They do a dish at the Blue Piano against which all other dishes should be judged. It’s a carrot cake in type, though in reality a steamed radish cake; an even less palatable name for the everyday unadventurous natives of our fine country. You can see why they stuck with carrot. The cubes of steamed radish and rice flour are pale throughout, spare the edges, which have been lightly browned in a pan with scrambled egg that coats and adds an unctuous layer. They are spongy in texture, with only a little bite from a fine julienne of spring onion and chilli that adds a warming heat. It could easily be the best breakfast you have ever had, though here it is a starter, beguiling and delicious in equal parts. It must make the top ten, no, top five dishes in Birmingham.
That’s the opening paragraph of my review of Blue Piano from 2016. Yes, I really have just plagiarised my own writing, which is a nice change from others doing it, but I do it for good reason. Five years on Blue Piano is still going strong; now with new owners, a refurb, nice new terrace, and a tweaked menu. The Singapore carrot cake is still there, better than it ever has been. Fatty and spiced. Comforting and brilliant. It’s still in the top ten, possibly five dishes in the city. Five years on and Birmingham has a LOT of excellent cooking.
The South Asian menu allows lots of scope which on my last visit was inconsistent. This is now streamlined, and never stretches itself too thinly. As well as the carrot cake there are plump skewers of chicken satay doused in coconut milk and turmeric and then grilled until the edges catch like burnt matches, and spears of asparagus wrapped in fatty pork belly that hum ￼quietly with lemongrass. Both are simple in delivery and reliant on the use of fire to bring them to life. Both are very, very good.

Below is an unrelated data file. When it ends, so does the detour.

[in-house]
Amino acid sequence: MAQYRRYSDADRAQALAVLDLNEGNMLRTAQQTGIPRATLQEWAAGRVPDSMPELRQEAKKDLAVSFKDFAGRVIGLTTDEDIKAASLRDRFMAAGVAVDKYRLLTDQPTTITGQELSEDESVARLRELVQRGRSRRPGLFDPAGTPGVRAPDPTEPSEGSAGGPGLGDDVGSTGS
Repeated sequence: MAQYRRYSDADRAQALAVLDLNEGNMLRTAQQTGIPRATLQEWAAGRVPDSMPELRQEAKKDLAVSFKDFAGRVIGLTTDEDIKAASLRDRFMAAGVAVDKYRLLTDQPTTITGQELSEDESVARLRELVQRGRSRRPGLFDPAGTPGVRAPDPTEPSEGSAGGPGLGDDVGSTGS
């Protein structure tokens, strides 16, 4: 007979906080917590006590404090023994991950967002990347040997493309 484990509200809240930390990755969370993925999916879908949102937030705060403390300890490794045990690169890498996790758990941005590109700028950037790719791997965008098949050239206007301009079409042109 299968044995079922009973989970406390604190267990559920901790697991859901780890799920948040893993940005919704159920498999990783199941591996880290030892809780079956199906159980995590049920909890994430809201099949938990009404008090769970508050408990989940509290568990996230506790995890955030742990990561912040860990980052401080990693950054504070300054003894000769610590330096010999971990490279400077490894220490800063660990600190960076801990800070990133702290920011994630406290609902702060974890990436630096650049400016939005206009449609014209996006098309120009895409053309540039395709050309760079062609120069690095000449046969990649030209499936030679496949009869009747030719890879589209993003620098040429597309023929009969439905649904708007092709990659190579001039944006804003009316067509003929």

From the specials are two crisp fillets of sea bass hiding under a tangle of glass noodles and aubergine. Technically on point, it’s the delicately heady broth at the bottom of the bowl that pulls it together. The other main is rendang, a slowly braised dish that will never be pretty despite any amount of cosmetics. It delivers where it needs to; the beef is braised until it starts to break down and thickens the sauce. There is almost no heat, with layered spice of cinnamon, clove, and anise. It’s controlled and nuanced; one of the better rendangs I’ve eaten. The leftovers make a great lunch the following day.
No room for dessert means that the bill is £22 for two courses, as opposed to £28 for three, which leaves my friend to pick up a bill of not much with a couple of drinks on top. This is the best meal I’ve eaten at Blue Piano, which is clearly thriving under the new ownership. Our meal never dropped below very good and mostly sat at excellent, meaning I have no problem upping the score from the last visit. Go for the carrot cake, stay for the rest. Blue Piano is doing everything right at the moment.